Landesa is conducting groundbreaking research on the impact of China’s forest land reform on rural women. The forestland reform in China has been carried out for many years and aims at allocating forest land to individual households for 70-year use rights in an effort to encourage long-term investment in the land, which boosts income and environmental conservation. The research conducted by Landesa’s gender and land tenure specialist, Xiaobei Wang, and senior attorney, Elisa Scalise, is the first comprehensive analysis from a gender perspective on this reform.
Wang and Scalise conducted part of their research for this project in Heng Dong County of Hunan province in south China in July. They interviewed women about their forest land rights. As part of China’s forest land reform, each household was allocated shares of forestland by the collective based on the number of family members regardless of gender or age.
Our research found that women benefited from the forestland reform just as men did. However, our findings in the field clearly show that women are still in a very vulnerable and disadvantaged position in the forestland reform because of a variety of previously unknown factors.
The primary challenge facing women who want to enjoy their rights to forestland is China’s marriage custom. Generally, women move to their husband’s village when they marry. This change in residence means many women can no longer manage their forest lands after they marry.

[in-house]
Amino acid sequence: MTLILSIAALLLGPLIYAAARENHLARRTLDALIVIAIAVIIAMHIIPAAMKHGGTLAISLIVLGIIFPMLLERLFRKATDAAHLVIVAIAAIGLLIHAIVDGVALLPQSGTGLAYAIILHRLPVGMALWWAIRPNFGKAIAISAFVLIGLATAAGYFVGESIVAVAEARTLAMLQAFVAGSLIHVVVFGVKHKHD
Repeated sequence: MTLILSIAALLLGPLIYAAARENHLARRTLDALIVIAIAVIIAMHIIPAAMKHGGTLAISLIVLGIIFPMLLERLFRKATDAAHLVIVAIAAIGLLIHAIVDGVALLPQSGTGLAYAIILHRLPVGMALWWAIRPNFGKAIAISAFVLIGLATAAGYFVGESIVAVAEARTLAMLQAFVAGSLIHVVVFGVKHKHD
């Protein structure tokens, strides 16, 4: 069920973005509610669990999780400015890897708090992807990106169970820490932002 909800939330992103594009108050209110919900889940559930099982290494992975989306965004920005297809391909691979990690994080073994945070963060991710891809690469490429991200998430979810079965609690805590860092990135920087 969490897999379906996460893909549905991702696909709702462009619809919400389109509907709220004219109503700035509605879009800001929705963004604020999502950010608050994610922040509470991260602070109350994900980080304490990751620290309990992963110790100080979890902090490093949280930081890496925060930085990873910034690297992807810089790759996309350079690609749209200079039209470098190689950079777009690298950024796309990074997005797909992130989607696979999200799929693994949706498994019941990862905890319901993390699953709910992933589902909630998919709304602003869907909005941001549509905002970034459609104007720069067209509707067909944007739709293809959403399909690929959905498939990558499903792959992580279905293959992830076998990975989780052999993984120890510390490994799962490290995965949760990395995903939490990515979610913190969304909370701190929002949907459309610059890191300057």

Landesa will continue to look into the unique obstacles and difficulties facing rural women in China through future fieldwork. We will explore what laws and policies are needed to safeguard rural women’s forest land rights after our fieldwork is conducted. Policy dialogue with the governments and women’s organization will also be conducted to ensure that this research produces positive results in terms of promoting gender equality and empowering women which will benefit entire families.
Landesa has completed the final round of this research and is drafting recommendations for interventions.